Outgoing Republican Maine Gov. Paul LePage took a swipe on Friday at a Democratic candidate’s victory in a controversial House race, writing “stolen election” next to his signature on the certificate confirming the election result.
LePage certified the victory of Democratic Rep.-elect Jared Golden after Rep. Bruce Poliquin, a two-term Republican congressman, conceded to his opponent on Christmas Eve following a contentious legal challenge.
Activity in an Arctic climate pattern could send the polar vortex barreling towards more southern latitudes to envelop parts of North America, Europe, and Asia.
While there’s still time for things to change, the models currently suggest a split in the high-altitude polar vortex will ring in the New Year, creating the potential for ‘more severe winter weather’ in the Eastern US in the weeks to follow.
Absolutely, because what we have right now is blind faith in AI that doesn't acknowledge how easy it is for bias to creep into the systems. And at the end of the day data reflects our history, and our history has been very biased to date. So we have to be checking, and this is especially important because now we're using artificial intelligence in high stakes decision making
Are domain registrars now expected to police the content on domains they register? Because that's often way outside of their areas of expertise, and like most such companies when put in that position, they will default to shutting down (or threatening to shut down) websites, rather than actually taking the time to understand the details and nuances (is it fair use? is most activity on the site non-infringing? etc).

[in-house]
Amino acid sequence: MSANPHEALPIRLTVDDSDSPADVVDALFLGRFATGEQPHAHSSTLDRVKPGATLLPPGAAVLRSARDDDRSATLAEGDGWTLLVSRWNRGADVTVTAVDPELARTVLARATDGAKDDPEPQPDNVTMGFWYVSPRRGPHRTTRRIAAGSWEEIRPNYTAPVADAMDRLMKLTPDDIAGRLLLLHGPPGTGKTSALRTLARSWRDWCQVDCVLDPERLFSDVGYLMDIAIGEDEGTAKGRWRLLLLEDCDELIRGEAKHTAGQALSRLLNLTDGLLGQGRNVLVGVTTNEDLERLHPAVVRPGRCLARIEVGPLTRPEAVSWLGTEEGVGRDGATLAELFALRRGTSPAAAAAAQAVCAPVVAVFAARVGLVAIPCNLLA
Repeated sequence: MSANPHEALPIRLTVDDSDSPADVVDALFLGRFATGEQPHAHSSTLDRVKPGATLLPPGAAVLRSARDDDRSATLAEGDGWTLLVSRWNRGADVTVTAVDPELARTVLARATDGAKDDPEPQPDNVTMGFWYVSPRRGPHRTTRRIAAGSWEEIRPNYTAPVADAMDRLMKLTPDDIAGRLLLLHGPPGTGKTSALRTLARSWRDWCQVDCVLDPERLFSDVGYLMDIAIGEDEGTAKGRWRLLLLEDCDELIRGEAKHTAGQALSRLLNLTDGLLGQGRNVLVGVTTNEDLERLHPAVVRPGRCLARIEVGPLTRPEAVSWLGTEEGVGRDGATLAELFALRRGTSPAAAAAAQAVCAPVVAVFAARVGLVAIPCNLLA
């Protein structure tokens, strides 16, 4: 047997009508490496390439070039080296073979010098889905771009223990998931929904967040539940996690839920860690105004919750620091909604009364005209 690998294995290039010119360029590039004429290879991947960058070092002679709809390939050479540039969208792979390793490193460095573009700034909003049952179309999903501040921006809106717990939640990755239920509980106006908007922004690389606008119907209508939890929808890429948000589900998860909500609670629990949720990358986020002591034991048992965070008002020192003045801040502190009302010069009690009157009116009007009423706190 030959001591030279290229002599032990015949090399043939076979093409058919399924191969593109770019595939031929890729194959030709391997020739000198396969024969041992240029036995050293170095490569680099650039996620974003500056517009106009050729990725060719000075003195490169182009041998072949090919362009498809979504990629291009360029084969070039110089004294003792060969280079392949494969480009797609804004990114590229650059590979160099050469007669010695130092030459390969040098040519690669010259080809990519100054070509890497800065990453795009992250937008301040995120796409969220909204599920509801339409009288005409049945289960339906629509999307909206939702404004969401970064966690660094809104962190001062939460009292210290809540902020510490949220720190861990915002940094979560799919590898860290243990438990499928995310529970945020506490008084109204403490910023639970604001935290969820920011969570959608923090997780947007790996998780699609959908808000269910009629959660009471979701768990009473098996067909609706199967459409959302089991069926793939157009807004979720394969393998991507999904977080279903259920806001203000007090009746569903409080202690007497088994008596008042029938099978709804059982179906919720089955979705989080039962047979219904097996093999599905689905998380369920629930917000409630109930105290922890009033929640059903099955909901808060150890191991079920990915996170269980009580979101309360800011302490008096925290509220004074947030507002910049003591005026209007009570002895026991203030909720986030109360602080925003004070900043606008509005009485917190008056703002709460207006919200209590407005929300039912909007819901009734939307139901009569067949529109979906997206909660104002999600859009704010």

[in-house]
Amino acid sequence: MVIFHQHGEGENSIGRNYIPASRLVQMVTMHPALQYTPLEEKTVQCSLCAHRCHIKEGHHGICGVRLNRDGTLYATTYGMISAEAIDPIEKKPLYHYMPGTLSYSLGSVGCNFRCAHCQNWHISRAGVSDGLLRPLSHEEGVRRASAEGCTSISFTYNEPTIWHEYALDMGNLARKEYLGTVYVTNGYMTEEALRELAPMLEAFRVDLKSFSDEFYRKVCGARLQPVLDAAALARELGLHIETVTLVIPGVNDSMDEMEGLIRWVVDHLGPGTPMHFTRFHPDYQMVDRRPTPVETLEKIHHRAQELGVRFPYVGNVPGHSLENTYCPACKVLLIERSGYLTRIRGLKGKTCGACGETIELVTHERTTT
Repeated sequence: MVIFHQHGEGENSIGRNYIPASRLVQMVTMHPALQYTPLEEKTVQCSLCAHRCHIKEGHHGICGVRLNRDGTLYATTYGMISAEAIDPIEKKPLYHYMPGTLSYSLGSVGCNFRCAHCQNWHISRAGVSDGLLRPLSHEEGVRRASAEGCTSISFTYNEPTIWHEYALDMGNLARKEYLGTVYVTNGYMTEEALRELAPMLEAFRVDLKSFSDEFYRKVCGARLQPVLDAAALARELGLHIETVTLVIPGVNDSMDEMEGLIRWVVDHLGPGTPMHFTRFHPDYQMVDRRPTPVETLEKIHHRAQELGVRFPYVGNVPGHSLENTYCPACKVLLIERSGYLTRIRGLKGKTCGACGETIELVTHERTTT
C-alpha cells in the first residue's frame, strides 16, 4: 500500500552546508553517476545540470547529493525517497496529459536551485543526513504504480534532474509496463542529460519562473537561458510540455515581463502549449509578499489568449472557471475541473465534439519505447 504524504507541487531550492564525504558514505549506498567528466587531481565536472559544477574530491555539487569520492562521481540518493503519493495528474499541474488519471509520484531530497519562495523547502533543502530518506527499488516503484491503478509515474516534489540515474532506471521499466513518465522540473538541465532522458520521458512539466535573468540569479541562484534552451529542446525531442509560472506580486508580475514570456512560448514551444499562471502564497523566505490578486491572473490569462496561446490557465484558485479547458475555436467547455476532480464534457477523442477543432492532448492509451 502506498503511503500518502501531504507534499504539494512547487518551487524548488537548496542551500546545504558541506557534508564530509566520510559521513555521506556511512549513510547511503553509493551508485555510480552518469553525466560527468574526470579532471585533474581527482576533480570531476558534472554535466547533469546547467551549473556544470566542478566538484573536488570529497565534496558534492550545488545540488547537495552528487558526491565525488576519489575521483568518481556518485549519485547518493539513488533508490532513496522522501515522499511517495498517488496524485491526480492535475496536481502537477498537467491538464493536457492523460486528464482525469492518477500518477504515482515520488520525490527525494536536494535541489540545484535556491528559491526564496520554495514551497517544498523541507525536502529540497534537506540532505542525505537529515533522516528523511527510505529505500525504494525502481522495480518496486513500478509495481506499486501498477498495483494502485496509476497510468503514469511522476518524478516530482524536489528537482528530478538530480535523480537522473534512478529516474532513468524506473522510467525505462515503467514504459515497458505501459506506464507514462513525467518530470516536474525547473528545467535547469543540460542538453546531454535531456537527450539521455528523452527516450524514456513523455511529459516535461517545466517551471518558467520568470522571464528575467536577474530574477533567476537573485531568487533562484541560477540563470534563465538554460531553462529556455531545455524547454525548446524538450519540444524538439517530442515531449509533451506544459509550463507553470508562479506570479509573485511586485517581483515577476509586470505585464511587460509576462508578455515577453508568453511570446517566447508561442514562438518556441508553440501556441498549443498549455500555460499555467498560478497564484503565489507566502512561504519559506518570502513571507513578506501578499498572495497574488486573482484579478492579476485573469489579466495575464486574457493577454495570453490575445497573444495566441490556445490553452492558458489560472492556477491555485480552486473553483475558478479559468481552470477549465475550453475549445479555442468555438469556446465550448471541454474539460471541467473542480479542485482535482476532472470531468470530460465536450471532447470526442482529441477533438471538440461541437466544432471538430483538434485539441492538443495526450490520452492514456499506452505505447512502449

What is idiotic here is the idea that registrars should be held accountable for the content of EVERYTHING they provide domain names for, which is totally ridiculous because registrars don’t host, manage or display any actual content.
“You all will be very happy to see what a little hard work can achieve and how we have it pulled off,” Kolfage wrote on the GoFundMe page where 294,661 people have donated and 2,984,722 have signed a petition that Kolfage added to his campaign.
“We are funding the Wall! We Have it Done. Big Announcement Next Week!!! Donate,” Kolfage tweeted.
“There’s nothing better than being told we can’t do something and then coming out on top. We are funding the wall, and you are about to take part in a historic moment. Next week we release our full plan,” Kolfage tweeted.
Democratic House leader Nancy Pelosi is spending the government shutdown at a luxury resort in Hawaii, the Washington Free Beacon has learned.
Pelosi, who has put blame squarely on President Donald Trump for the current government shutdown, was spotted Thursday vacationing in Hawaii at the Fairmont Orchid resort, where room accommodations range from $899-a-night for a standard room to $4,899-a-night for the presidential suite.
Los Angeles news anchor Chris Burrous was found dead in a hotel room Thursday in what police are investigating as a possible drug overdose.
Burrous, a 43-year-old morning anchor at the KTLA television station, was found unresponsive at a Days Inn after a man he was with called authorities to report he had passed out and may not be breathing, according to a statement from police.
The man said Burrous may have been suffering from an overdose.